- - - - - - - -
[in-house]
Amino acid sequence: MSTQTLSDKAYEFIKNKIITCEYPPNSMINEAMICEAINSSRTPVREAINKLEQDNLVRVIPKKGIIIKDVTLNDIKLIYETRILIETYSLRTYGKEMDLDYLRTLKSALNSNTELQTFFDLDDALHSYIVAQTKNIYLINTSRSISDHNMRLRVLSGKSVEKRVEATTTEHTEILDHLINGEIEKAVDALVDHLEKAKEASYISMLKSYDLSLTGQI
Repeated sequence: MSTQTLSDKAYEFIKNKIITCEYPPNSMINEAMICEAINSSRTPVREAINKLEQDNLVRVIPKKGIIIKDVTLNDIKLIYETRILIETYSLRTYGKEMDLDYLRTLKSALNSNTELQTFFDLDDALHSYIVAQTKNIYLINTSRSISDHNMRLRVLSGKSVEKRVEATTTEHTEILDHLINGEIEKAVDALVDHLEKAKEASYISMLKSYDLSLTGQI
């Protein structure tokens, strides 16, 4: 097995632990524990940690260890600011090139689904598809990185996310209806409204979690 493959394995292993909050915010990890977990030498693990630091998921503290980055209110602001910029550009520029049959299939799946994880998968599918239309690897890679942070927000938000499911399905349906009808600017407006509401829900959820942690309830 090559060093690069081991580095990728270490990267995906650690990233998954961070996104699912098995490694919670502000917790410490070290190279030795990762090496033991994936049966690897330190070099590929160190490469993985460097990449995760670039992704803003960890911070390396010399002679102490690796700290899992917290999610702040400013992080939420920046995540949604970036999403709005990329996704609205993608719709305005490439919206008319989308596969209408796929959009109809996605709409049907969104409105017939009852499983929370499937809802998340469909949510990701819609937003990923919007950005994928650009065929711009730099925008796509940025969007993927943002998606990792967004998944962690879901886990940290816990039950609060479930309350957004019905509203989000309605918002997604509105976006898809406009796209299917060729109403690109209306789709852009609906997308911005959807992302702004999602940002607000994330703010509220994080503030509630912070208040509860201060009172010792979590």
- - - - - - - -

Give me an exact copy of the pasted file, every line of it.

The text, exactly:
[in-house]
Amino acid sequence: MSTQTLSDKAYEFIKNKIITCEYPPNSMINEAMICEAINSSRTPVREAINKLEQDNLVRVIPKKGIIIKDVTLNDIKLIYETRILIETYSLRTYGKEMDLDYLRTLKSALNSNTELQTFFDLDDALHSYIVAQTKNIYLINTSRSISDHNMRLRVLSGKSVEKRVEATTTEHTEILDHLINGEIEKAVDALVDHLEKAKEASYISMLKSYDLSLTGQI
Repeated sequence: MSTQTLSDKAYEFIKNKIITCEYPPNSMINEAMICEAINSSRTPVREAINKLEQDNLVRVIPKKGIIIKDVTLNDIKLIYETRILIETYSLRTYGKEMDLDYLRTLKSALNSNTELQTFFDLDDALHSYIVAQTKNIYLINTSRSISDHNMRLRVLSGKSVEKRVEATTTEHTEILDHLINGEIEKAVDALVDHLEKAKEASYISMLKSYDLSLTGQI
């Protein structure tokens, strides 16, 4: 097995632990524990940690260890600011090139689904598809990185996310209806409204979690 493959394995292993909050915010990890977990030498693990630091998921503290980055209110602001910029550009520029049959299939799946994880998968599918239309690897890679942070927000938000499911399905349906009808600017407006509401829900959820942690309830 090559060093690069081991580095990728270490990267995906650690990233998954961070996104699912098995490694919670502000917790410490070290190279030795990762090496033991994936049966690897330190070099590929160190490469993985460097990449995760670039992704803003960890911070390396010399002679102490690796700290899992917290999610702040400013992080939420920046995540949604970036999403709005990329996704609205993608719709305005490439919206008319989308596969209408796929959009109809996605709409049907969104409105017939009852499983929370499937809802998340469909949510990701819609937003990923919007950005994928650009065929711009730099925008796509940025969007993927943002998606990792967004998944962690879901886990940290816990039950609060479930309350957004019905509203989000309605918002997604509105976006898809406009796209299917060729109403690109209306789709852009609906997308911005959807992302702004999602940002607000994330703010509220994080503030509630912070208040509860201060009172010792979590």